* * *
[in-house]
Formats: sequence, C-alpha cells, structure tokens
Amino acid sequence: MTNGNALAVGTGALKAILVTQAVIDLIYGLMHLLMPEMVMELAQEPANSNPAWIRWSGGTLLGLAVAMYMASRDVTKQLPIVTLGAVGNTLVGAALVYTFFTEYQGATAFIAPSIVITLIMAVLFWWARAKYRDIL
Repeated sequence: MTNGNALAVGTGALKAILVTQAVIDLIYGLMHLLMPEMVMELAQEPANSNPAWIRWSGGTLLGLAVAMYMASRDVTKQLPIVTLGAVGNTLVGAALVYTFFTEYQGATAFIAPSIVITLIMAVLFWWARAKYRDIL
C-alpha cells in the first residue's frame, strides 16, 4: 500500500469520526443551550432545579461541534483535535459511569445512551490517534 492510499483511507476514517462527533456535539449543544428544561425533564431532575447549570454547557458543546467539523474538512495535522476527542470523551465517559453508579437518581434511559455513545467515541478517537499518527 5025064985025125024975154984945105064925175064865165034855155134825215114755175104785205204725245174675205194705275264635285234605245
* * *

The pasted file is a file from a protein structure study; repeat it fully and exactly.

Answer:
[in-house]
Formats: sequence, C-alpha cells, structure tokens
Amino acid sequence: MTNGNALAVGTGALKAILVTQAVIDLIYGLMHLLMPEMVMELAQEPANSNPAWIRWSGGTLLGLAVAMYMASRDVTKQLPIVTLGAVGNTLVGAALVYTFFTEYQGATAFIAPSIVITLIMAVLFWWARAKYRDIL
Repeated sequence: MTNGNALAVGTGALKAILVTQAVIDLIYGLMHLLMPEMVMELAQEPANSNPAWIRWSGGTLLGLAVAMYMASRDVTKQLPIVTLGAVGNTLVGAALVYTFFTEYQGATAFIAPSIVITLIMAVLFWWARAKYRDIL
C-alpha cells in the first residue's frame, strides 16, 4: 500500500469520526443551550432545579461541534483535535459511569445512551490517534 492510499483511507476514517462527533456535539449543544428544561425533564431532575447549570454547557458543546467539523474538512495535522476527542470523551465517559453508579437518581434511559455513545467515541478517537499518527 5025064985025125024975154984945105064925175064865165034855155134825215114755175104785205204725245174675205194705275264635285234605245